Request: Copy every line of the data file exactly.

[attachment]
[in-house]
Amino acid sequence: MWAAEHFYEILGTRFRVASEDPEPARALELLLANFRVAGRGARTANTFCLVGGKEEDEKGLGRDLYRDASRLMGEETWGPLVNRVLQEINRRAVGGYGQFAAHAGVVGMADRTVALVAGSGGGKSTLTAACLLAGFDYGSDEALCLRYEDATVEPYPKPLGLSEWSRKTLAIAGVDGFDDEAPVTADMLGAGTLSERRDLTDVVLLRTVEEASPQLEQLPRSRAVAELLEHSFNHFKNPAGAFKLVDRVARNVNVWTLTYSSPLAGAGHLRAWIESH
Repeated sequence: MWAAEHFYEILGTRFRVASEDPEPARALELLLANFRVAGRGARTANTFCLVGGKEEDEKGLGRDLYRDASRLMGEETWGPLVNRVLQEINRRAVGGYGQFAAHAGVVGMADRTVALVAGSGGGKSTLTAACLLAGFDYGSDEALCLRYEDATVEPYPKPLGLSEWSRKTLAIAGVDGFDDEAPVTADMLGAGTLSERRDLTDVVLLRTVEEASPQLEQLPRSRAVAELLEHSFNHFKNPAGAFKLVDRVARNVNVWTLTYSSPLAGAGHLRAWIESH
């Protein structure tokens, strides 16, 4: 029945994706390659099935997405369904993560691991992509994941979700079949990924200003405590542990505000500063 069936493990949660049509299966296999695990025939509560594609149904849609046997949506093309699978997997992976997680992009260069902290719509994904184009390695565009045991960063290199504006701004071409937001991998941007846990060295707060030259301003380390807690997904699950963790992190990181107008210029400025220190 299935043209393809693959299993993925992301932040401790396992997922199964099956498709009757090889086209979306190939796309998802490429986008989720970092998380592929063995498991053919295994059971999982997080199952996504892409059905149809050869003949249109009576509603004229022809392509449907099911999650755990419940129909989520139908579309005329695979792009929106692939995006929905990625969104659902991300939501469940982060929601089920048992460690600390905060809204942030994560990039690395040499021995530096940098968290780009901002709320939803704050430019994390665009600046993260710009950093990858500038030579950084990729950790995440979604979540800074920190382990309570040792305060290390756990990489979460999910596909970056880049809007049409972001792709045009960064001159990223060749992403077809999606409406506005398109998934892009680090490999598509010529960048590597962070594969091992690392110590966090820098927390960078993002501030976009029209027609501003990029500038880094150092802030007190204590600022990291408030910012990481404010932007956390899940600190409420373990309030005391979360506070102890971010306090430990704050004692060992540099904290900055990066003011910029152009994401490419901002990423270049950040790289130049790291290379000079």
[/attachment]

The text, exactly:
[in-house]
Amino acid sequence: MWAAEHFYEILGTRFRVASEDPEPARALELLLANFRVAGRGARTANTFCLVGGKEEDEKGLGRDLYRDASRLMGEETWGPLVNRVLQEINRRAVGGYGQFAAHAGVVGMADRTVALVAGSGGGKSTLTAACLLAGFDYGSDEALCLRYEDATVEPYPKPLGLSEWSRKTLAIAGVDGFDDEAPVTADMLGAGTLSERRDLTDVVLLRTVEEASPQLEQLPRSRAVAELLEHSFNHFKNPAGAFKLVDRVARNVNVWTLTYSSPLAGAGHLRAWIESH
Repeated sequence: MWAAEHFYEILGTRFRVASEDPEPARALELLLANFRVAGRGARTANTFCLVGGKEEDEKGLGRDLYRDASRLMGEETWGPLVNRVLQEINRRAVGGYGQFAAHAGVVGMADRTVALVAGSGGGKSTLTAACLLAGFDYGSDEALCLRYEDATVEPYPKPLGLSEWSRKTLAIAGVDGFDDEAPVTADMLGAGTLSERRDLTDVVLLRTVEEASPQLEQLPRSRAVAELLEHSFNHFKNPAGAFKLVDRVARNVNVWTLTYSSPLAGAGHLRAWIESH
């Protein structure tokens, strides 16, 4: 029945994706390659099935997405369904993560691991992509994941979700079949990924200003405590542990505000500063 069936493990949660049509299966296999695990025939509560594609149904849609046997949506093309699978997997992976997680992009260069902290719509994904184009390695565009045991960063290199504006701004071409937001991998941007846990060295707060030259301003380390807690997904699950963790992190990181107008210029400025220190 299935043209393809693959299993993925992301932040401790396992997922199964099956498709009757090889086209979306190939796309998802490429986008989720970092998380592929063995498991053919295994059971999982997080199952996504892409059905149809050869003949249109009576509603004229022809392509449907099911999650755990419940129909989520139908579309005329695979792009929106692939995006929905990625969104659902991300939501469940982060929601089920048992460690600390905060809204942030994560990039690395040499021995530096940098968290780009901002709320939803704050430019994390665009600046993260710009950093990858500038030579950084990729950790995440979604979540800074920190382990309570040792305060290390756990990489979460999910596909970056880049809007049409972001792709045009960064001159990223060749992403077809999606409406506005398109998934892009680090490999598509010529960048590597962070594969091992690392110590966090820098927390960078993002501030976009029209027609501003990029500038880094150092802030007190204590600022990291408030910012990481404010932007956390899940600190409420373990309030005391979360506070102890971010306090430990704050004692060992540099904290900055990066003011910029152009994401490419901002990423270049950040790289130049790291290379000079």